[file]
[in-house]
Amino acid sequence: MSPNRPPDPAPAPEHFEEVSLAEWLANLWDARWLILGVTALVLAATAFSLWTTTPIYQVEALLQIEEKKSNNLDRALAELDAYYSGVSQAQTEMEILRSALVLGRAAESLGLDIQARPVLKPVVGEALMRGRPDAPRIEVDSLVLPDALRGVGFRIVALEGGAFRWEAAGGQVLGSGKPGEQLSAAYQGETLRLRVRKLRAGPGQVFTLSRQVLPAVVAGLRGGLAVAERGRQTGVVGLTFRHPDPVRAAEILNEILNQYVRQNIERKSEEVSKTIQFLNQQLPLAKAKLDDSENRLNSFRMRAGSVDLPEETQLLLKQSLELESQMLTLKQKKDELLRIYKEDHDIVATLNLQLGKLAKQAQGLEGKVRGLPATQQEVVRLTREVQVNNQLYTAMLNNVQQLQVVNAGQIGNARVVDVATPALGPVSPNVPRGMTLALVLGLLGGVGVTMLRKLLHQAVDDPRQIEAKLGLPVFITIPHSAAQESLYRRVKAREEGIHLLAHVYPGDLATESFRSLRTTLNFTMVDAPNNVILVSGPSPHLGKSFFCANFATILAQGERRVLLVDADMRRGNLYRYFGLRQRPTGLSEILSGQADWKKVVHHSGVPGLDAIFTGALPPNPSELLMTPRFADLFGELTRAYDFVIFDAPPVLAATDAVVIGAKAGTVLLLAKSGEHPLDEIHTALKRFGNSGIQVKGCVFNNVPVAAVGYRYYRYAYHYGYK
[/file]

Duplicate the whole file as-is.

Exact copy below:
[in-house]
Amino acid sequence: MSPNRPPDPAPAPEHFEEVSLAEWLANLWDARWLILGVTALVLAATAFSLWTTTPIYQVEALLQIEEKKSNNLDRALAELDAYYSGVSQAQTEMEILRSALVLGRAAESLGLDIQARPVLKPVVGEALMRGRPDAPRIEVDSLVLPDALRGVGFRIVALEGGAFRWEAAGGQVLGSGKPGEQLSAAYQGETLRLRVRKLRAGPGQVFTLSRQVLPAVVAGLRGGLAVAERGRQTGVVGLTFRHPDPVRAAEILNEILNQYVRQNIERKSEEVSKTIQFLNQQLPLAKAKLDDSENRLNSFRMRAGSVDLPEETQLLLKQSLELESQMLTLKQKKDELLRIYKEDHDIVATLNLQLGKLAKQAQGLEGKVRGLPATQQEVVRLTREVQVNNQLYTAMLNNVQQLQVVNAGQIGNARVVDVATPALGPVSPNVPRGMTLALVLGLLGGVGVTMLRKLLHQAVDDPRQIEAKLGLPVFITIPHSAAQESLYRRVKAREEGIHLLAHVYPGDLATESFRSLRTTLNFTMVDAPNNVILVSGPSPHLGKSFFCANFATILAQGERRVLLVDADMRRGNLYRYFGLRQRPTGLSEILSGQADWKKVVHHSGVPGLDAIFTGALPPNPSELLMTPRFADLFGELTRAYDFVIFDAPPVLAATDAVVIGAKAGTVLLLAKSGEHPLDEIHTALKRFGNSGIQVKGCVFNNVPVAAVGYRYYRYAYHYGYK